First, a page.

|Appears in Collections:||Law and Philosophy Book Chapters and Sections|
|Title:||Legal Moralism and Public Wrongs|
|Author(s):||Duff, R A|
|Citation:||Duff RA (2016) Legal Moralism and Public Wrongs. In: Ferzan KK, Morse SJ (ed.). Legal, Moral, and Metaphysical Truths: The Philosophy of Michael S Moore, Oxford: Oxford University Press, pp. 95-110.|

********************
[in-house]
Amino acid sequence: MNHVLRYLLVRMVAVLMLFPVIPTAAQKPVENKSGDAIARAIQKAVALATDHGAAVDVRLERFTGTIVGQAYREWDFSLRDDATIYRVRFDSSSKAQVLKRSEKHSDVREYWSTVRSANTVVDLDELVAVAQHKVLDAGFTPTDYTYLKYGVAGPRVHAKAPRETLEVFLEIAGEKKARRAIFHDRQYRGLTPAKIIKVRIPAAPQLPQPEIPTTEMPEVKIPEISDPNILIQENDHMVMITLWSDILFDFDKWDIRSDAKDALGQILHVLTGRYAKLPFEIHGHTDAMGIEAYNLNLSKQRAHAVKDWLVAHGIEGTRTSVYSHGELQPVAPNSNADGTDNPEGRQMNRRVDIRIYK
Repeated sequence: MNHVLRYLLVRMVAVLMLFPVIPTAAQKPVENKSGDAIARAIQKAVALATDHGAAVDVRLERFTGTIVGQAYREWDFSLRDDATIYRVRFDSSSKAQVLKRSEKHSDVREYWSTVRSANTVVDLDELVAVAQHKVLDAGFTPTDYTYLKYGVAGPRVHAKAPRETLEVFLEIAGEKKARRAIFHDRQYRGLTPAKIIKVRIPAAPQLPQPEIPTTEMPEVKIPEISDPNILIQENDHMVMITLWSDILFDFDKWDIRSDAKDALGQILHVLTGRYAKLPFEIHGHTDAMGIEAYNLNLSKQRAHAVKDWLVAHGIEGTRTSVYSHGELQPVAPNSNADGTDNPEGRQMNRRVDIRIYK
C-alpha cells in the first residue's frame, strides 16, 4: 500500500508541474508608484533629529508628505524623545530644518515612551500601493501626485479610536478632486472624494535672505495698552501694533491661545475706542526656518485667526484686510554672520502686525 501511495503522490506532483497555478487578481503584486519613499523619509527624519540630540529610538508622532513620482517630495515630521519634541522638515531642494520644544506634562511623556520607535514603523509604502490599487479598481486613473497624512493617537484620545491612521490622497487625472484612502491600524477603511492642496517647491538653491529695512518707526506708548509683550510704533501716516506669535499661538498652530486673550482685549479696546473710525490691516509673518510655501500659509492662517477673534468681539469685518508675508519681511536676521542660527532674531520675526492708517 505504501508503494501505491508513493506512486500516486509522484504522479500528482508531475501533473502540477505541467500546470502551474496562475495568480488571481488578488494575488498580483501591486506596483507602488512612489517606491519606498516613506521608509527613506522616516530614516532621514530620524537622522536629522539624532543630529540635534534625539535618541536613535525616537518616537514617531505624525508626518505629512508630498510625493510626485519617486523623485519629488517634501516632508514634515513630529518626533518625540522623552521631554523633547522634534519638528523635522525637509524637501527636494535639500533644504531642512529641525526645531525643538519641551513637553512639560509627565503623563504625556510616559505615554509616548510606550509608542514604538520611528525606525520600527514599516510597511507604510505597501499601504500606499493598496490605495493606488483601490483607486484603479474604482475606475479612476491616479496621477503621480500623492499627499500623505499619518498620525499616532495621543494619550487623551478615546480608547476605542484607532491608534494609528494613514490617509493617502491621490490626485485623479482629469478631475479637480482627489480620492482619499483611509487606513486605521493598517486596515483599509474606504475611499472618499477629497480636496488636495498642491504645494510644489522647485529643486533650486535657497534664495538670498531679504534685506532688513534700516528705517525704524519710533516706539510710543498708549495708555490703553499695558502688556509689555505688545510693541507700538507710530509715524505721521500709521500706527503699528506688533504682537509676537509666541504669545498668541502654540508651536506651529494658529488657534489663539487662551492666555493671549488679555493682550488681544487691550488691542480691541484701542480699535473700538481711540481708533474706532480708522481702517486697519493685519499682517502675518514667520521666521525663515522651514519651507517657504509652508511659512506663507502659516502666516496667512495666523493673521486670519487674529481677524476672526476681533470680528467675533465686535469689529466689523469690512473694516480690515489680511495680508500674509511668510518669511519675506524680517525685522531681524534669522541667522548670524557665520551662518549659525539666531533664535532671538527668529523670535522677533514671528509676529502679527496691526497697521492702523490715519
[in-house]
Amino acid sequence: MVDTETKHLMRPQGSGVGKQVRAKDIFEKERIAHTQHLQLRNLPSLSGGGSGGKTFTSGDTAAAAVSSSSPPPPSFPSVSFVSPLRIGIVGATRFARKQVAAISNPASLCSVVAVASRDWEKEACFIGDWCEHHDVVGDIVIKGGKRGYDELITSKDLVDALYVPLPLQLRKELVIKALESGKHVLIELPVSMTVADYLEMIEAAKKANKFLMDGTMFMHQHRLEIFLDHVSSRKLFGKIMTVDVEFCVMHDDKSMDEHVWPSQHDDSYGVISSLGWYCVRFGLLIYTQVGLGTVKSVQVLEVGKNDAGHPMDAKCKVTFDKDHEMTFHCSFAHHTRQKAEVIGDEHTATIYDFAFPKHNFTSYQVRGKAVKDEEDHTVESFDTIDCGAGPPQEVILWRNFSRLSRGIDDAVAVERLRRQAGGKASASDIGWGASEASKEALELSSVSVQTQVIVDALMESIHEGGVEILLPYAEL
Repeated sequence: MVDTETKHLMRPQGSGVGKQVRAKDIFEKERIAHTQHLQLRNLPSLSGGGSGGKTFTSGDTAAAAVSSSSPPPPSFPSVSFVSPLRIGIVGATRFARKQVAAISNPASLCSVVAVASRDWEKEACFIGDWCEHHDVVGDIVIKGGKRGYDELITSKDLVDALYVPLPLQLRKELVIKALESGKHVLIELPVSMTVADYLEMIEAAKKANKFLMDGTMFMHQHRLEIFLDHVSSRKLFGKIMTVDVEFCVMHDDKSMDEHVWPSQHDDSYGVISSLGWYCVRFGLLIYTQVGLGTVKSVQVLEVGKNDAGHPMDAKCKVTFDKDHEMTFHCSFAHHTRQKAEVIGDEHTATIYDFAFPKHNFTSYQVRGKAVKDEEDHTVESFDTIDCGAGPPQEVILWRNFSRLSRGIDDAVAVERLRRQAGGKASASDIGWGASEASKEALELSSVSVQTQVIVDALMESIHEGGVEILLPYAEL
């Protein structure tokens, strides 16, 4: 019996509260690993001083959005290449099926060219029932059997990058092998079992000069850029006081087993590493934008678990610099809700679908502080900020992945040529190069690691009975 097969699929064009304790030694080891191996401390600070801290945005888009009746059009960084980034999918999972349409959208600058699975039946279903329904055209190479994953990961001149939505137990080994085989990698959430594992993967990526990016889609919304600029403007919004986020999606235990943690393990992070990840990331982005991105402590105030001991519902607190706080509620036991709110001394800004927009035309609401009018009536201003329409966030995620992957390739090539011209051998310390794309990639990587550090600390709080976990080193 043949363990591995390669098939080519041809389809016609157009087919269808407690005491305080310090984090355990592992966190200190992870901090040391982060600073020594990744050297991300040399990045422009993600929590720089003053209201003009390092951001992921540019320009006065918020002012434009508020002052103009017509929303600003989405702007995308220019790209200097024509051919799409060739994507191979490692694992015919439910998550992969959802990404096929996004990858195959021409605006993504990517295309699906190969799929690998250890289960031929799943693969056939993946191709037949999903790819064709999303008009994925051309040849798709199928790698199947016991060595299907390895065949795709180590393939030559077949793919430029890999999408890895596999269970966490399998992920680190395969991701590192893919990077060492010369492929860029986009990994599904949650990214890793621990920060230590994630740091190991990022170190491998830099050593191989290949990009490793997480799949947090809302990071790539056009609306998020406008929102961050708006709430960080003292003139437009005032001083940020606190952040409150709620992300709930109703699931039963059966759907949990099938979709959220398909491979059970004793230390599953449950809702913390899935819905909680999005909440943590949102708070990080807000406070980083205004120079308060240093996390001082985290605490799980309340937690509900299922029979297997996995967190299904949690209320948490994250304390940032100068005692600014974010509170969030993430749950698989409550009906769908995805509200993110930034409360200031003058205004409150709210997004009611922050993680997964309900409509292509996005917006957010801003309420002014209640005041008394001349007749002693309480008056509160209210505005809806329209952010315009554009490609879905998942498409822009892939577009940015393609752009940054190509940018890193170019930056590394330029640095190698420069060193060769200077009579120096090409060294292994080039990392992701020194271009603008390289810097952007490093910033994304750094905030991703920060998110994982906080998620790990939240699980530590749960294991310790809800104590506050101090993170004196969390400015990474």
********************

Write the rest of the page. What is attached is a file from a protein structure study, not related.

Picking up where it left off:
|Abstract:||After sketching the main features of Moore’s version of legal moralism, and its connection to the type of retributivism that he espouses, I note its expansiveness, both as to the kinds of wrong and as to the range of agents that we have in principle reason to criminalise. I argue that we should instead ground a more modest legal moralism in the traditional idea of crimes as public wrongs and (in response to Moore’s criticisms of that idea) that we can begin to give it substantial content by beginning with the idea of the public realm that any polity must determine for itself; the way in which codes of professional ethics are developed on the basis of an account of the proper scope of the profession provides a useful illustration of this method.|
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